Alcohol poisoning is mainly caused by consuming a large amount of alcohol in a short period of time. Warning signs include confusion, seizures, low body temperature, vomiting, slow and irregular breathing and blue-tinged skin or pale skin. Additional alcohol poisoning symptoms may also include passing out, unresponsiveness, difficulty awakening and irregular heartbeat.
These could ultimately lead to long-term damage to the brain and other vital functions of the body.
Anyone who consumes excessive amounts of alcoholic substances, are putting themselves in danger of an overdose. This is especially true of individuals who engage in binge drinking. Drinking excessively and quickly could cause blackouts or render the person unconscious from intoxication. A person’s breathing could stop suddenly whilst unconscious. Other times, during unconsciousness, a person can vomit and inhale into the lungs, therefore risking a fatality. These are horrific symptoms, but even if a person survives, they could suffer from brain damage, cognitive impairment, seizures, and emotional instability for the rest of their lives.
Alcohol poisoning can be a strong sign that someone is consuming to excess. Even after the initial toxic symptoms have been treated, they are still at risk of serious health problems. Alcohol in large doses can lead to long-term brain damage or seizures. Alcohol poisoning could put your loved one into a coma, or worse, mortality from self-inflicted poisoning.
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What Are the Causes of Alcohol Poisoning?
Alcohol is recognised as a toxin by the body. Therefore, the body works hard at eliminating the poison. The body is remarkably efficient at filtering toxins from the bloodstream. It is, however, slower at it than one would expect. It can metabolise or remove one and a half teaspoons of alcohol from the bloodstream in an hour. That means it can take almost a day to metabolise a night of heavy drinking. As blood alcohol concentration (BAC) increases, so do the effects of intoxication—as well as the risk of harm. Alcohol poisoning occurs when you consume more of the toxin or poison than the body can process. It is an ethanol overdose.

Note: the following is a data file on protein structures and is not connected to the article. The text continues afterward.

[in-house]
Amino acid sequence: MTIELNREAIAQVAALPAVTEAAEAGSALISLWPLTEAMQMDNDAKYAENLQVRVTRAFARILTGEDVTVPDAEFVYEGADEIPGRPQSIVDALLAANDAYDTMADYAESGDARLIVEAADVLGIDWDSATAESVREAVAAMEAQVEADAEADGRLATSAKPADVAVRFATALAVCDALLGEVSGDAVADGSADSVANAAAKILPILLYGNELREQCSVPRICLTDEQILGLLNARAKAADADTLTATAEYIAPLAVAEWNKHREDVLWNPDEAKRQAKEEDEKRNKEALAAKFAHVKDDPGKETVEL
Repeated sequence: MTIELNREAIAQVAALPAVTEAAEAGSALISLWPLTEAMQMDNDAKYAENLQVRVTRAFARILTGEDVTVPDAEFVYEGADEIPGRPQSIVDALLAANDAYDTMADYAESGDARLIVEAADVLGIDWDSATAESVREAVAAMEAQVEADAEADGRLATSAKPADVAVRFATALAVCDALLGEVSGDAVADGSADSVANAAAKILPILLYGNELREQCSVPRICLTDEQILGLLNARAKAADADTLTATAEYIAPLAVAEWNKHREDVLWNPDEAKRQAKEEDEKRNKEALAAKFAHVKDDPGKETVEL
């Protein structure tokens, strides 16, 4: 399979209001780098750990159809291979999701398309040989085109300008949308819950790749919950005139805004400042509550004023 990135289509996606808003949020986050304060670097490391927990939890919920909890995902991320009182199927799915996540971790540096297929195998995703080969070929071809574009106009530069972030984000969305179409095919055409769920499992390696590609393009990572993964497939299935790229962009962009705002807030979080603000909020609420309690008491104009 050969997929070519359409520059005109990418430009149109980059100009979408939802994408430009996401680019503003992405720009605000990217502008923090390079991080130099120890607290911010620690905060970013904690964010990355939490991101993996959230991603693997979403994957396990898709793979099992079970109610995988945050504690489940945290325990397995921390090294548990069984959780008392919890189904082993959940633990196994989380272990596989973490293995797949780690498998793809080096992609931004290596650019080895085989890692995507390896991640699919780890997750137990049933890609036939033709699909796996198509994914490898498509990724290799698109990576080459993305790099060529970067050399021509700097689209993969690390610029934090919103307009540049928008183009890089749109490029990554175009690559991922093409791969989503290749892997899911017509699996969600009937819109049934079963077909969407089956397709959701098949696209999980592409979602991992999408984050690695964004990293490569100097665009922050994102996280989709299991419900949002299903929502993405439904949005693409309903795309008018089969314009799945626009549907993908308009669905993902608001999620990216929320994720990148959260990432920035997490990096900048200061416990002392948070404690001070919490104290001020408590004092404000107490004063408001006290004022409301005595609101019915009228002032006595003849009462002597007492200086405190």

Alcohol poisoning can also happen if somebody deliberately or inadvertently swallows Isopropyl alcohol which is most commonly sold as rubbing alcohol. Ethanol can also be found in antifreeze, glass cleaners, de-icers, household products such as disinfectants, and mouthwash, to name a few. As this can be both deliberate and accidental, it is wise to keep toxic alcohol-based products well out of reach of young children.
Who is at risk?
Alcohol poisoning has some mitigating factors when it comes to what helps or hinders it from developing. A person’s weight can determine alcohol poisoning. The more overweight a person is, then the body will be slower in absorbing the toxin, meaning more alcohol is needed before intoxication is experienced. Tolerance levels play a part also. With regular consumption, tolerance builds up, therefore more is needed than the average person to feel the effects of drunkenness. Overall health and wellness play a final factor. People with liver disease, for example, will be more susceptible to alcohol poisoning.